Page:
Libby, Belle Isle and Andersonville,
what mockery it would have been to
tell us that the sole or principal object
for which we were confronting danger
was that the enemies firing into our
ranks might be again installed in the
Federal Capitol to make laws for, and
with the aid of Northern Copperheads,
to rule and persecute the loyal people
of the whole United States! If that
was so, we might as well have staid at
home, for it was scarcely worth while
to fight to fasten a chain around our
own necks. No. We fought to estab
lish the authority of the Federal Gov
ernment over the seceding States, and
when this was accomplished, and defi
ant treason crushed, our hope and ex
pectation was that loyal men should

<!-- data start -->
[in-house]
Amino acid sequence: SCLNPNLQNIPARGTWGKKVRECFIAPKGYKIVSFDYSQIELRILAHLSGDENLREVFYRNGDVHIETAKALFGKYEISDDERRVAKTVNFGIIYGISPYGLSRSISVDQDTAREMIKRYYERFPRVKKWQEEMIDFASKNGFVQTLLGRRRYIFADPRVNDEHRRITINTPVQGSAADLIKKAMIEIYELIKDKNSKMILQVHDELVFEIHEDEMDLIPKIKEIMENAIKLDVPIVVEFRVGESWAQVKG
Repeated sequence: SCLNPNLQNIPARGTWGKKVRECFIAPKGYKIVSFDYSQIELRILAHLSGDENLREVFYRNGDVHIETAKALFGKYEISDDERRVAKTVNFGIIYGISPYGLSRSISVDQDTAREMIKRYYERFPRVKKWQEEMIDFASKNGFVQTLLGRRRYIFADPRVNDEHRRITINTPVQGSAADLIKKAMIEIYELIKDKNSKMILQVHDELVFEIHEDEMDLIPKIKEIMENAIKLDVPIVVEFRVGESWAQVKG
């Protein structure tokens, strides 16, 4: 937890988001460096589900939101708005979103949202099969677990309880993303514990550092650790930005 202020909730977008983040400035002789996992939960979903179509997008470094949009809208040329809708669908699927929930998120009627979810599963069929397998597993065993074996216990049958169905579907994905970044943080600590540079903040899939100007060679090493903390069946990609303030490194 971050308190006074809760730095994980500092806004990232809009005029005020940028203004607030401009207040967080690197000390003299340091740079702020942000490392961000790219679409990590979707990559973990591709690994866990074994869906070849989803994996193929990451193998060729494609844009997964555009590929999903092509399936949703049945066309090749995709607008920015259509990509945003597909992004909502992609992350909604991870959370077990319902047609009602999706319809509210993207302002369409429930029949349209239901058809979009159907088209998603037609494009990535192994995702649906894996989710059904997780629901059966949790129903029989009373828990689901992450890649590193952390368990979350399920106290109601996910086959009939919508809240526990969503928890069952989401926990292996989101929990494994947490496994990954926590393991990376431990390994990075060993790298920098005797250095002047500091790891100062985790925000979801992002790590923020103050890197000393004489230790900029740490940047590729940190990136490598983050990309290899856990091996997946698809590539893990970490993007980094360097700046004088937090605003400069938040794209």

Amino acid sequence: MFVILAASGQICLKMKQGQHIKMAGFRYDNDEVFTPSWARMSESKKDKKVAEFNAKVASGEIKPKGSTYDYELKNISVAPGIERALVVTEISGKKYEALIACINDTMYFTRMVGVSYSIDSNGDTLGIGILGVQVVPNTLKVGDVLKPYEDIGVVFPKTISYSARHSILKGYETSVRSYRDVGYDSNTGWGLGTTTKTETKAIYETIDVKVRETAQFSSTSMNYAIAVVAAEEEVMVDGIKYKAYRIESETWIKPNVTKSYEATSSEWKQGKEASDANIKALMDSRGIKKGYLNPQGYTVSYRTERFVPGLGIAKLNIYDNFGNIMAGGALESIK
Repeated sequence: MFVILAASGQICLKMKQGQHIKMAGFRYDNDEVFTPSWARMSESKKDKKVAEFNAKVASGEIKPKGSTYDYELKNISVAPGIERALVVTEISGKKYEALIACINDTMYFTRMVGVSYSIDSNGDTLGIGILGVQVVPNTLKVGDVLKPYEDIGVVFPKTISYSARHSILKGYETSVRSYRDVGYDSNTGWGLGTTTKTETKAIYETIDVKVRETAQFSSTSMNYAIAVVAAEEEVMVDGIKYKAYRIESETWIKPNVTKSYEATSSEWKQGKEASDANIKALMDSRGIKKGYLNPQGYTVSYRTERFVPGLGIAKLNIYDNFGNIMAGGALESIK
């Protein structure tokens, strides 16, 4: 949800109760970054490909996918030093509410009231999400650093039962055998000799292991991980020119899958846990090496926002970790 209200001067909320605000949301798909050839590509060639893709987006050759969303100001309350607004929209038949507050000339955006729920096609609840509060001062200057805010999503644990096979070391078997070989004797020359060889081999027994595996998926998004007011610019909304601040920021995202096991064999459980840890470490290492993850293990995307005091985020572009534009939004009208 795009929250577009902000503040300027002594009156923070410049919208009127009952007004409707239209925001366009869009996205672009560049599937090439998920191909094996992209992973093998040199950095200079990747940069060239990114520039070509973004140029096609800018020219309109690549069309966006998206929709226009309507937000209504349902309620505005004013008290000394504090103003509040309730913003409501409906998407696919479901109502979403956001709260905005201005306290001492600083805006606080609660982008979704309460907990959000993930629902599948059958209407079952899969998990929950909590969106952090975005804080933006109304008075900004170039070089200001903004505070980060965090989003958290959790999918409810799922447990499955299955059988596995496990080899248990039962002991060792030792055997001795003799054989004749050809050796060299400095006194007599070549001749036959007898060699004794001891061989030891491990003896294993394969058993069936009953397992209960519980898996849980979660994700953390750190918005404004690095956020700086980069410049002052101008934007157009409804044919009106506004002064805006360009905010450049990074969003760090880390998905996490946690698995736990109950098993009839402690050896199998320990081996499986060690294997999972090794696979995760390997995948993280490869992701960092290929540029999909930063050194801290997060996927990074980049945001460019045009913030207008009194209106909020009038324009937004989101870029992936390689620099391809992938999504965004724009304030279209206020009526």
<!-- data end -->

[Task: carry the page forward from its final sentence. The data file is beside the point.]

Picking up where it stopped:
govern the heritage we had regained.
But the rebels had no sooner been van
quished in fair warfare than the treach
ery ol Andrew Johnson, and the prom
ises of their Northern allies, inspired
the hope that by a new flank move
ment the lost caUse' might still tri
umph. and, after losing Richmond,
virtually remove the capitol of the
Confederacy to Washington. That's
the plan now, as plain as the nose on
your face; and there is not a rebel in
the land, North or South, that don't
chuckle over it and work hard for its
success. As they combine to support
it, we should unite to crush it, if we
wish to perpetuate the fruits of our
' The Southern States ought to get
back in the Union some time, though,
for all that, and we've 110 right to keep
'1 lie}* could get back easily enough
if they showed sincere repentance lor
their treason and gave guarantees
against a repetition of their war on
loyal men and loyal interests. Let
them pass the constitutional amend
ment, and form loyal State govern
ments, like that in Tennessee, and like
her they can gain admission for their
Senators and Congi'essmen.'